First, we found that the demographic and clinical characteristics of our neonatal sample were similar to those reported in other studies. Consistent with studies showing higher and earlier hospital admission rates for neonates within the first 7 days of birth and higher morbidity rates among male neonates [2, 20, 26, 27], most neonates in our study were admitted to the neonatal units within the first 48 h after birth and were males. Prematurity, infection and asphyxia were the top three causes of infant illnesses, mirroring findings reported in other parts of SSA [1, 20, 27, 28]. These patterns show that more research into the underlying causes of neonatal illness in resource-limited settings is needed, as are interventions that can address these persistent challenges.

Second, our assessment of clinical management and outcome variables shows that it is possible to provide care to high-risk neonates in this setting with reasonable patient outcomes, particularly when compared to those of other countries in the region [27]. A study on the use of medicines in 104 developing and transitional countries from 1990 to 2009 found that the percentage of patients receiving antibiotics increased from 45 to 54% over this 20-year period [29] and the management of prematurity-related complications using antibiotics was only 50% [27]. Additionally, the majority of LBW neonates, who are at the highest risk of morbidity, were more likely to receive care according to protocol compared to NBW neonates in a number of clinical domains, including close monitoring (vital sign measurement) and duration on oxygen therapy, which are important interventions to reduce clinical deterioration in this population [5, 30]. LBW neonates also stand to gain the greatest impact from bCPAP for the treatment of respiratory distress syndrome [5, 21] and their higher rates of bCPAP use and longer duration on oxygen therapy showed possible prioritization of their needs by health care workers, particularly in a staff-constrained environment. The transfer rate for neonates was low and impressively similar to a study conducted at a Rwandan provincial hospital (which is supposed to have a higher level of care than district hospitals) which reported a drop-in neonate transfer rates from 50 to 2% in 1 year after a series of quality improvement interventions were implemented, including introduction of standardized treatment procedures [16].

Finally, and most importantly, the overall neonatal unit survival rate for both LBW and NBW neonates was higher than results reported from similar settings and did not differ across birth weight categories [23, 26, 31]. This study is descriptive and limits any assessment of causality; however, given that no standardized care for sick and preterm infants was provided before the establishment of the neonatal care unit and these infants were previously being referred to the one national referral hospital in the country, it demonstrates that neonatal care can be provided in a decentralized manner with the appropriate investment in neonatal unit establishment, vastly improving population access to this essential service. Availability and ease of protocol use, presence of essential equipment and medications, along with intermittent training and mentorship for providers likely influenced the quality of care for high-risk neonates in these hospitals [32, 33]. Asphyxia was a leading diagnosis among those who died, which could indicate a greater need to target improvement efforts during delivery and immediately after birth and underscore the need for interdepartmental coordination within the hospital across maternity, delivery, and neonatal units. Further research assessing the impact of the neonatal care package on population level neonatal mortality, as well as assessment of the optimal content and level of complexity for rural district hospitals is warranted.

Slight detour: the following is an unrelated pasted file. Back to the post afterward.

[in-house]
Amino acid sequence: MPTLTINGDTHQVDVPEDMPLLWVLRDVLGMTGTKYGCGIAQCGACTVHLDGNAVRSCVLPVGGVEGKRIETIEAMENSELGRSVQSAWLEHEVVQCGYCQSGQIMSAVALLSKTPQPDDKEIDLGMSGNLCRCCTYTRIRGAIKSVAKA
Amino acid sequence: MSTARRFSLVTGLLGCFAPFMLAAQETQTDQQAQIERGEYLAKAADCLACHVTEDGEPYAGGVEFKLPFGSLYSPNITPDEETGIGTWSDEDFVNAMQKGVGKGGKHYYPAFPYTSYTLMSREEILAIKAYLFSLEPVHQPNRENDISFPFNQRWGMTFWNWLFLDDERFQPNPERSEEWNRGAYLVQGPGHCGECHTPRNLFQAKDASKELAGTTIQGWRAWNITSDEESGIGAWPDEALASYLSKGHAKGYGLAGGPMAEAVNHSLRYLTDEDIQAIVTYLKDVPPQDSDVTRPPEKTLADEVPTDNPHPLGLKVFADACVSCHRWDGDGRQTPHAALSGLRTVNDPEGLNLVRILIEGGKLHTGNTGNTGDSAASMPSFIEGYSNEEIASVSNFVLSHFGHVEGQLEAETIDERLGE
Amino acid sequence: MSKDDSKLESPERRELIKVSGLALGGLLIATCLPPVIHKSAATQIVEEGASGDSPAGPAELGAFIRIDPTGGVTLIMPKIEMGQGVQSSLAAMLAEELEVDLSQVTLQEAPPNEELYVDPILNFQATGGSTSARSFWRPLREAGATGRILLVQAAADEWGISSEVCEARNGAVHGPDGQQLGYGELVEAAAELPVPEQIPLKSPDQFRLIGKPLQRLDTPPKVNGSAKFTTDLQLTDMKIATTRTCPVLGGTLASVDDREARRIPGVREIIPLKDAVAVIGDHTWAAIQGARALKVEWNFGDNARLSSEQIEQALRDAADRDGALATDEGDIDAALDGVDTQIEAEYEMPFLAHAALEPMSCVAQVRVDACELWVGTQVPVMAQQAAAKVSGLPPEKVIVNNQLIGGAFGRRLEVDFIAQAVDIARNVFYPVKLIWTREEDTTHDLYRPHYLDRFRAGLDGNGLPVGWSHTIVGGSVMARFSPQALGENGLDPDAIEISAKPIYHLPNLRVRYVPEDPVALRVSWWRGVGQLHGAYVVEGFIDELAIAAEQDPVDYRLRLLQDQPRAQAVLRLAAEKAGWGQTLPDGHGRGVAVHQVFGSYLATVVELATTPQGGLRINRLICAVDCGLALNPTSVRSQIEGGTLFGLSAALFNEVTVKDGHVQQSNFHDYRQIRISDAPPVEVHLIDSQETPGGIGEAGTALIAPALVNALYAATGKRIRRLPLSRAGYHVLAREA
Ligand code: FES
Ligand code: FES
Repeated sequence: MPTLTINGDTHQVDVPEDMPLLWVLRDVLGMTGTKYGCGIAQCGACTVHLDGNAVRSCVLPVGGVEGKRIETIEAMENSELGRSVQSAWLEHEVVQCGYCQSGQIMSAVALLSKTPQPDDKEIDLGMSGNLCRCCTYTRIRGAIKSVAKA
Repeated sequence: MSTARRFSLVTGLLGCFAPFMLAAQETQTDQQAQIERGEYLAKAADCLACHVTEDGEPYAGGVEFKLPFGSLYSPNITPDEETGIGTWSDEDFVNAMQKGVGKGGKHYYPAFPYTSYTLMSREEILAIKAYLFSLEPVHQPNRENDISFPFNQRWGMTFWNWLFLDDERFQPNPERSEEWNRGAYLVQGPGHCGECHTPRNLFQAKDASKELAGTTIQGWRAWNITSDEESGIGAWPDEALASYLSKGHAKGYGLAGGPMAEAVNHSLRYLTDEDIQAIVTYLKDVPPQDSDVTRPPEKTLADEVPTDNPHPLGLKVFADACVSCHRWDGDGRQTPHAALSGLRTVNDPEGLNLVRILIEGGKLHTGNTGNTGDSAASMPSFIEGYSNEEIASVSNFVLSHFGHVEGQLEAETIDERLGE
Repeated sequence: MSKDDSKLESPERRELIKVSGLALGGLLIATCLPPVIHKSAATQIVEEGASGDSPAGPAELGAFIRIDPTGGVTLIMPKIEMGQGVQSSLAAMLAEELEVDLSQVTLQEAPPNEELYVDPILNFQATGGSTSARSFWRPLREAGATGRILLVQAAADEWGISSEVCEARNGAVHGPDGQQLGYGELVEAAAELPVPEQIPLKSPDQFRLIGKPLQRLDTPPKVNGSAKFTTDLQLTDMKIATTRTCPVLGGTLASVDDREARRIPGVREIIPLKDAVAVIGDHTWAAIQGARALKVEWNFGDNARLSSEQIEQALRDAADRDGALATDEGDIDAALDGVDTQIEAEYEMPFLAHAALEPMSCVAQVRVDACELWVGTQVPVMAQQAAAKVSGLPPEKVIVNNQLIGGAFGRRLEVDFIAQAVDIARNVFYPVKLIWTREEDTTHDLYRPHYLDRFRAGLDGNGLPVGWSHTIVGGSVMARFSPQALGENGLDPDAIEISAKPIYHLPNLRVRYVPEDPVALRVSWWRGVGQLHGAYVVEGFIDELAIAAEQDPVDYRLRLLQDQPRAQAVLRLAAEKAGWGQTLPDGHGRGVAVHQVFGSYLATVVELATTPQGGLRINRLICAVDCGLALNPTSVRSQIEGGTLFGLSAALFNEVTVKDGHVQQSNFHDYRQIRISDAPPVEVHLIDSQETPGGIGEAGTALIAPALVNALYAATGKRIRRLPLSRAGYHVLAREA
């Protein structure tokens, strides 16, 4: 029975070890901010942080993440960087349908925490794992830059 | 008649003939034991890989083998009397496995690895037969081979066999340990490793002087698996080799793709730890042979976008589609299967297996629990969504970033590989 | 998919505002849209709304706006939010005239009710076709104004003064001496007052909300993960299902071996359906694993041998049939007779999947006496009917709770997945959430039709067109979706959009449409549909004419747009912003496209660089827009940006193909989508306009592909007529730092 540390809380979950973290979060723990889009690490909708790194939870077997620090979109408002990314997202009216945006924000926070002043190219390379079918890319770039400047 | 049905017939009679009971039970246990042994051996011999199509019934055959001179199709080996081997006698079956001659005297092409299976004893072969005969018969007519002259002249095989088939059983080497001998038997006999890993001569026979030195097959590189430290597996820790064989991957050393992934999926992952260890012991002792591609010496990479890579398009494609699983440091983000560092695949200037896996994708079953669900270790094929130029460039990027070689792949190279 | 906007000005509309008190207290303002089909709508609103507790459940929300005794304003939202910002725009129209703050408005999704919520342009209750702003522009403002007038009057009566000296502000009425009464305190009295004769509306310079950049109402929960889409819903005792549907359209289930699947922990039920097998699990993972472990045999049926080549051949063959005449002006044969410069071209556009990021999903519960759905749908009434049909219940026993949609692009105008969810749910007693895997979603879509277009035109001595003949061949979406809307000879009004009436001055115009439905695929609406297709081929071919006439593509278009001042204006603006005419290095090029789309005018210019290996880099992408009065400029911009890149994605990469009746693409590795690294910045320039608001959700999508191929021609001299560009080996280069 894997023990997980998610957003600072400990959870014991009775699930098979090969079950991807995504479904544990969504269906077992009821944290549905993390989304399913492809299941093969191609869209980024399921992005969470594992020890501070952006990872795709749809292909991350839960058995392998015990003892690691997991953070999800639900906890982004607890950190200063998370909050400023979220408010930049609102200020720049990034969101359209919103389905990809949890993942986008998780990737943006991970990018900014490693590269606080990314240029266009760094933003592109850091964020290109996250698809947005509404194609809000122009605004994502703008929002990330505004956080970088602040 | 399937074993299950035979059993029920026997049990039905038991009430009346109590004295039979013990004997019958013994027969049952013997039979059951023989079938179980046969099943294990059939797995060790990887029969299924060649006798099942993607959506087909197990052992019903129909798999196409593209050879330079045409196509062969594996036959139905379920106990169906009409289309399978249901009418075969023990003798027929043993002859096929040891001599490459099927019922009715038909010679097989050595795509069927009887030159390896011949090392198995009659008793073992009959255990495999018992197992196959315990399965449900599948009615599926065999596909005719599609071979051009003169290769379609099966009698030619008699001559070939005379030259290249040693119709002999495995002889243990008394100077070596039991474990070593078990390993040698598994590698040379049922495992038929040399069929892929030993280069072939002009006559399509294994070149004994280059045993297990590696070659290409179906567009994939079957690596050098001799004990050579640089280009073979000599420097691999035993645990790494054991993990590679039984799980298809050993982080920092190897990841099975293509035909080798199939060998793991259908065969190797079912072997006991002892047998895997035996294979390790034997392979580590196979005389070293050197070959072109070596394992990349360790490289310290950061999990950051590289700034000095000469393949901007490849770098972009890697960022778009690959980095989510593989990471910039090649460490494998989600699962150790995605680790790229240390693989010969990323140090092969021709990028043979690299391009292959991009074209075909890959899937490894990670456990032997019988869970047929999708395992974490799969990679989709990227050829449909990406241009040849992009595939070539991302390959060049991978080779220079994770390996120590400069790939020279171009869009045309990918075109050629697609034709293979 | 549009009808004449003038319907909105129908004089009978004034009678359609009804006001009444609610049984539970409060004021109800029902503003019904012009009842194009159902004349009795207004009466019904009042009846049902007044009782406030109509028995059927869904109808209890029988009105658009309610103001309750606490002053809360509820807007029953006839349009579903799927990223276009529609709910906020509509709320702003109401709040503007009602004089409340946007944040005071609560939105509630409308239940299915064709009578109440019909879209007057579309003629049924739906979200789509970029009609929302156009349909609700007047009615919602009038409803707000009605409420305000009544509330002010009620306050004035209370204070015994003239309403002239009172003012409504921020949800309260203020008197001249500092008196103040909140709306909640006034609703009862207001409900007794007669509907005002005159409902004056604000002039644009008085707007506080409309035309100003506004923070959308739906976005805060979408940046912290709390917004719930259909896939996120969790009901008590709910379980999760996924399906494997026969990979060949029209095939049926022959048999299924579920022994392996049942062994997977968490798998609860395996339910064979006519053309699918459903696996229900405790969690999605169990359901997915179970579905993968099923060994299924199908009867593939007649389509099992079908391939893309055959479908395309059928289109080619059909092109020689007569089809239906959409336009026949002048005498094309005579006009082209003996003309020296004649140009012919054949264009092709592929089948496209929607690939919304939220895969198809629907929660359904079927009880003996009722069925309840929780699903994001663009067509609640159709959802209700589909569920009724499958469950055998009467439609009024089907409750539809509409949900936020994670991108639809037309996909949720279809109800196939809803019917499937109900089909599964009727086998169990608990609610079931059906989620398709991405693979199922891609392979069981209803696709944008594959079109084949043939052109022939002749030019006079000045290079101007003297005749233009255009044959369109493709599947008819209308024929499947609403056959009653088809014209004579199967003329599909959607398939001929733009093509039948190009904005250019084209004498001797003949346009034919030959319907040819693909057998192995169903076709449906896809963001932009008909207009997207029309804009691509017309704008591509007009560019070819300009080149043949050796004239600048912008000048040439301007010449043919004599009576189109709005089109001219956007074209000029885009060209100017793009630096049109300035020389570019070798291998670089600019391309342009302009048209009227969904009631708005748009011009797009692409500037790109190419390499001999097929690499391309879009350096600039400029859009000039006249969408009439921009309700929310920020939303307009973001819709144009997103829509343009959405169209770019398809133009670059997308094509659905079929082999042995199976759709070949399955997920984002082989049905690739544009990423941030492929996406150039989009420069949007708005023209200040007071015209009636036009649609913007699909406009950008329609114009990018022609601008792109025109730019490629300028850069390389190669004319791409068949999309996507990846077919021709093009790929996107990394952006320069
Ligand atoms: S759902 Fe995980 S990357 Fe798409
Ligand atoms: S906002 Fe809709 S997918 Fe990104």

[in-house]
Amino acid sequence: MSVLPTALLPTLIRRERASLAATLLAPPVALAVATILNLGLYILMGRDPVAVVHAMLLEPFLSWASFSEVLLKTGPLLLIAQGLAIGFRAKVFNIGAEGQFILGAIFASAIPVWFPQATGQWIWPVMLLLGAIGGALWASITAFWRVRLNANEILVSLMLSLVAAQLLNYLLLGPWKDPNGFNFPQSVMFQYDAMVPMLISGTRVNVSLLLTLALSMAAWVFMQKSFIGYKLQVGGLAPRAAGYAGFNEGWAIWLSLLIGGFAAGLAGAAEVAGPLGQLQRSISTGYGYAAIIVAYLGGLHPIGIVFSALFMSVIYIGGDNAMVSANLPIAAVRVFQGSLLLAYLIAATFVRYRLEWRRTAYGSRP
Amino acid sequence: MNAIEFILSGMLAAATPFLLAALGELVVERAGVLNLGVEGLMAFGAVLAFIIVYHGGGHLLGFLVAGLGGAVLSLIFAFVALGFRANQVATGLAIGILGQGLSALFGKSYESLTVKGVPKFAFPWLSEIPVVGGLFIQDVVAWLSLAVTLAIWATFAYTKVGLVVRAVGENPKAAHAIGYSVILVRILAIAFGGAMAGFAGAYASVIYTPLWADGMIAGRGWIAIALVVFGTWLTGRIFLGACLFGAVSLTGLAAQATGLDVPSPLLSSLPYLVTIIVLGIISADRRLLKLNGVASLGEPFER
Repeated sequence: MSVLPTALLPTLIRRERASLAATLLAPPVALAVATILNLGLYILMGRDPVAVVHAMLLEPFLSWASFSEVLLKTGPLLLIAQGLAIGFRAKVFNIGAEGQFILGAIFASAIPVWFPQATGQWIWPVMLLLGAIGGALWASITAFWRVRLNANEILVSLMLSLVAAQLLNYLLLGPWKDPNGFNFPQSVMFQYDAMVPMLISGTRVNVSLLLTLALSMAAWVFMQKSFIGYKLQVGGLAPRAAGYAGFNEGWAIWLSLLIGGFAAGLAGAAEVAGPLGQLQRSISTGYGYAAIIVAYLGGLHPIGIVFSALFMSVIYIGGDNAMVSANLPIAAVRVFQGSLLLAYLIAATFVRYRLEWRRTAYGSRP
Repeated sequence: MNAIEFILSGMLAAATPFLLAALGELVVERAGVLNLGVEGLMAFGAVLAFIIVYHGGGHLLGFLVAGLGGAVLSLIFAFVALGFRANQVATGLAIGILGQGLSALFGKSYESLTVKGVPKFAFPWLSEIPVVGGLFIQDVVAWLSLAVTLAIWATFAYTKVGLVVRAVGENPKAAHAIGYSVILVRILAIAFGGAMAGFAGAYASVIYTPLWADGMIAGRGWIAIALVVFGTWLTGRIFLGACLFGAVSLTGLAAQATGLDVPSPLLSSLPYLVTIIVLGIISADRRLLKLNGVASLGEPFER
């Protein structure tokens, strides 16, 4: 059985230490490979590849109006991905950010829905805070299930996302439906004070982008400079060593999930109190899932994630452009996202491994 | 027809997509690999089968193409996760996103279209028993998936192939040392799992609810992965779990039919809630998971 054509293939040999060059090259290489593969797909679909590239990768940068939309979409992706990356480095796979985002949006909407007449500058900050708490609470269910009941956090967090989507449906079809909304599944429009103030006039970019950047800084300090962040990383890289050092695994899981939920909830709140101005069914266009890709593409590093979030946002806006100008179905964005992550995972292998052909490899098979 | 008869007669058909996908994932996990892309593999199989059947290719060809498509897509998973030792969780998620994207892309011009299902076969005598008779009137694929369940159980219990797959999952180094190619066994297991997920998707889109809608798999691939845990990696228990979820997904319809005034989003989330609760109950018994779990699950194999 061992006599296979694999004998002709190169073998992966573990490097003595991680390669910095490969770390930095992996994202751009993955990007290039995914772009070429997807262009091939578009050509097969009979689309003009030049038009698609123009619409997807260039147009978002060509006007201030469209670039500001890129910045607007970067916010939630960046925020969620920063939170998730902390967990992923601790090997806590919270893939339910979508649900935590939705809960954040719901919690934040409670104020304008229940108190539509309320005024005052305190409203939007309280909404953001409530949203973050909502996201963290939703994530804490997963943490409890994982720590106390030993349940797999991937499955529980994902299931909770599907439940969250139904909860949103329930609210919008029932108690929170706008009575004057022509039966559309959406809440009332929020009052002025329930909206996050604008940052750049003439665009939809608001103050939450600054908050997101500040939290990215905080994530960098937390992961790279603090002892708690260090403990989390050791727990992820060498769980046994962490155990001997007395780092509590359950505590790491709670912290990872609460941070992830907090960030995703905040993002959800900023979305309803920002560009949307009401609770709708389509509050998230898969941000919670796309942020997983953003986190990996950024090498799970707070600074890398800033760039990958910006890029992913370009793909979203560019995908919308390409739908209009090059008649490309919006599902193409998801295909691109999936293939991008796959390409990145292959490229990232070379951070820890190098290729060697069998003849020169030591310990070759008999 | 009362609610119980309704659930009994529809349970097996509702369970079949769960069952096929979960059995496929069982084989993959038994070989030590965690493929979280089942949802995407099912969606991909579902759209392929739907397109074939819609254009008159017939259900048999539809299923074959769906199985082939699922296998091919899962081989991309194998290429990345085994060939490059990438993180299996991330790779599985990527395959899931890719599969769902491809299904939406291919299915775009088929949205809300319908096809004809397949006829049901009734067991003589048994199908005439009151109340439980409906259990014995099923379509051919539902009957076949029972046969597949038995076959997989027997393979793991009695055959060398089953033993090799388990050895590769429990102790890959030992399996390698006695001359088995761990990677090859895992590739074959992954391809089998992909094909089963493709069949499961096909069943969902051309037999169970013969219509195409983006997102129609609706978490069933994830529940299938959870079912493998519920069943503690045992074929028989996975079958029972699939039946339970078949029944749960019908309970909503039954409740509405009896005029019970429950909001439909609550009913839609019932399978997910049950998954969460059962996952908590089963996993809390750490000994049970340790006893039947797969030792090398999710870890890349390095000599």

Despite these successes, there is still a need to improve treatment practices to meet quality indicator targets and further improve neonatal outcomes. These targets were intentionally set high to serve as a goal for quality improvement efforts. Based on our results, management of vital signs measurement, weight gain, administration of antibiotics and thermoregulation measurement of temperature within the first 30 min of admission were close to the targets, while other indicators, such as improved temperature within 2 h of admission, caffeine administration, improved blood sugar levels and weight gain were not. These results can be used to inform the design and goals of quality improvement initiatives so they can be most effective. For example, while LBW infants had relatively strong outcomes, a low percentage of the bCPAP-eligible LBW/preterm neonates received bCPAP therapy, indicating further potential gains in neonatal outcomes that could be made. While this gap could be exaggerated due to the fact that bCPAP was introduced in first month of the study period and may have improved with increasing health care worker comfort and practice over time during the study period, a gap in bCPAP implementation was also noted by a second bCPAP-focused study from an overlapping time period [34]. Therefore, this area has been targeted for quality improvement since the completion of this study.